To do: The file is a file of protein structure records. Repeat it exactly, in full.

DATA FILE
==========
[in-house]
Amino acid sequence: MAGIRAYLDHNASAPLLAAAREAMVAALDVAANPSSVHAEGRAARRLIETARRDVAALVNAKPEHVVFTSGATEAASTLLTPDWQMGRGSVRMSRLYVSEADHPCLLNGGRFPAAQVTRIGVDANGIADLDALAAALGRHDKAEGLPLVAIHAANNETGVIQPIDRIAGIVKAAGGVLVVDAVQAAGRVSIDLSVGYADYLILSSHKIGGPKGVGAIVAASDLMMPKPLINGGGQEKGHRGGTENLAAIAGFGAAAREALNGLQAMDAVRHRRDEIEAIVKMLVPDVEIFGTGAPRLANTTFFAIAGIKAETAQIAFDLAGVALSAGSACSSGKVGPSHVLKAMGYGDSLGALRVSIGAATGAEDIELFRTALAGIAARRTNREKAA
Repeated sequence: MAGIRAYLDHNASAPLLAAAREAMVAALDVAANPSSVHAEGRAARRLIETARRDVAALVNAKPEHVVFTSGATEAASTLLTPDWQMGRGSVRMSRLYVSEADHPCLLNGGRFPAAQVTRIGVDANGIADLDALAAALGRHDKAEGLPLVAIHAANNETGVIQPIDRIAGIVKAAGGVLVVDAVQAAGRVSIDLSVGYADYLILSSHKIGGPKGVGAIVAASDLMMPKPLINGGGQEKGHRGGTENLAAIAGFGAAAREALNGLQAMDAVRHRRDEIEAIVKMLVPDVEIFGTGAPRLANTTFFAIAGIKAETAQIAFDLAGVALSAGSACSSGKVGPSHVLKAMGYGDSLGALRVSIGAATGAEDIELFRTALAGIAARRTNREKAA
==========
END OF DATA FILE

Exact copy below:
[in-house]
Amino acid sequence: MAGIRAYLDHNASAPLLAAAREAMVAALDVAANPSSVHAEGRAARRLIETARRDVAALVNAKPEHVVFTSGATEAASTLLTPDWQMGRGSVRMSRLYVSEADHPCLLNGGRFPAAQVTRIGVDANGIADLDALAAALGRHDKAEGLPLVAIHAANNETGVIQPIDRIAGIVKAAGGVLVVDAVQAAGRVSIDLSVGYADYLILSSHKIGGPKGVGAIVAASDLMMPKPLINGGGQEKGHRGGTENLAAIAGFGAAAREALNGLQAMDAVRHRRDEIEAIVKMLVPDVEIFGTGAPRLANTTFFAIAGIKAETAQIAFDLAGVALSAGSACSSGKVGPSHVLKAMGYGDSLGALRVSIGAATGAEDIELFRTALAGIAARRTNREKAA
Repeated sequence: MAGIRAYLDHNASAPLLAAAREAMVAALDVAANPSSVHAEGRAARRLIETARRDVAALVNAKPEHVVFTSGATEAASTLLTPDWQMGRGSVRMSRLYVSEADHPCLLNGGRFPAAQVTRIGVDANGIADLDALAAALGRHDKAEGLPLVAIHAANNETGVIQPIDRIAGIVKAAGGVLVVDAVQAAGRVSIDLSVGYADYLILSSHKIGGPKGVGAIVAASDLMMPKPLINGGGQEKGHRGGTENLAAIAGFGAAAREALNGLQAMDAVRHRRDEIEAIVKMLVPDVEIFGTGAPRLANTTFFAIAGIKAETAQIAFDLAGVALSAGSACSSGKVGPSHVLKAMGYGDSLGALRVSIGAATGAEDIELFRTALAGIAARRTNREKAA